Thursday, March 26, 2020

Bunkering Update - AMENDED

Much has changed in the ship re-fueling business, not only in the types of fuel now required by international law, but by how fuel is delivered to ships in Halifax.

Since late 2018 ships wishing to refuel in Halifax must tie up alongside at Irving Oil in Woodside, or Wilson's Fuel at Pier 9, where fuel can be delivered to the ship by pipeline. Ships can also tie up at commercial piers where fuel is delivered by trucks. There is no longer the option to receive fuel while at anchor. The last bunkering tanker to serve Halifax, the Algoma Dartmouth now works in Saint John, NB where it can access a supply of fuel directly from the Irving Oil refinery.

There are no oil refineries in Halifax anymore, and all ships' fuel that is available here must first come from another port. Irving Oil has contracted to supply fuel to the Royal Canadian Navy. The RCN's hired supply / tanker Asterix is alongside at Irving Oil this morning.

I covered the history of fuel bunkering in Halifax in two previous posts, which require a little updating.

The tanker barge Halfueler was shown again in a post yesterday Tuesday after I recently discovered another photo in my negative file. As recounted in the 2013 post, the ship was acquired by Marine Industries Ltd when it purchased the Foundation Company tugs.  MIL had a large dredging contract on the St.Lawrence and renamed the tanker MIL Fueler with the intention of using it to refuel dredges. The general consensus is that they never used it and it was broken up in Louiseville, QC in 1978.

Fifty years ago, with Halfueler out of service,  Imperial Oil decided to take over the bunkering business in Halifax again. They ordered a specially designed vessel from Collingwood Shipyard. In the meantime they assigned one of their ancient tankers to Halifax. Imperial Cornwall was a steam tanker, built in 1930 as Acadialite and renamed in 1947.  Although it had crossed the Atlantic from its builders, Furness Shipbuilding, Haverton Hill-on-Tees, it was really a canal boat normally confined to the Great Lakes.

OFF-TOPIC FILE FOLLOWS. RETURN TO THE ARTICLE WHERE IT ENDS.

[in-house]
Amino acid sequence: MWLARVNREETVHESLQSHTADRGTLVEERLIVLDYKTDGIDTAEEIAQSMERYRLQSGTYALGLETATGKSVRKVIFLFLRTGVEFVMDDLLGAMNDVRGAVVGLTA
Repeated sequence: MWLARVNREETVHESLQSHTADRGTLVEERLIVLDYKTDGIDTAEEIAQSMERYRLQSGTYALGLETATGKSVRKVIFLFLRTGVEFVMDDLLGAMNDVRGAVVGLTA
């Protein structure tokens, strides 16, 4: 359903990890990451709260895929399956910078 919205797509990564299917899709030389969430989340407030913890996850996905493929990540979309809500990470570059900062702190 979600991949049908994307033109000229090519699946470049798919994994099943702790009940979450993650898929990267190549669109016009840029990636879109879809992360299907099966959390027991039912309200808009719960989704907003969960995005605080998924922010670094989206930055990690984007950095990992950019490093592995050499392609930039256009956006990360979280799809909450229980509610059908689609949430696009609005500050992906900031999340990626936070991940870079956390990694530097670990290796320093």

Imperial Cornwall passing the Graving Dock gate at Halifax Shipyard, en route to Nova Scotia Power's Tuft's Cove generating station. Although built to burn coal or oil the new plant only burned oil until it was converted to gas. Imperial Oil ran a steady shuttle from its Dartmouth refinery to the plant and another plant at the foot of Morris Street in Halifax. 

Now boasting three chimneys, the Tuft's Cove pant was built with only one. The enclosed and ramped conveyor, was to load coal, but was never used and later removed.
In this photo the tug Foundation Vim berths Atlantic Fury at pier 9C in 1970. The ship had apparently met up with some hard object.

Imperial Dartmouth was delivered late in 1970 and served until 2006 when it was sold to Northern Transportation. Renamed NT Dartmouth it worked under contract to Imperial Oil Ltd until July 2009.

The vessel was laid up in Newfoundland until 2012 when it was renamed Dartmouth under the Honduran flag. New owners Atlantic Pacific International were to operate the ship under the Caribbean Petroleum Services SA banner. In 2012 they renamed the ship Emporio under Panama flag. Last reported en route to Aruba in 2013, its current whereabouts are not traceable on the internet.

Replacement vessel Algoma Dartmouth began work in Halifax in 2009 and was transferred to Saint John, NB in 2018 without change of name. It still operates there.


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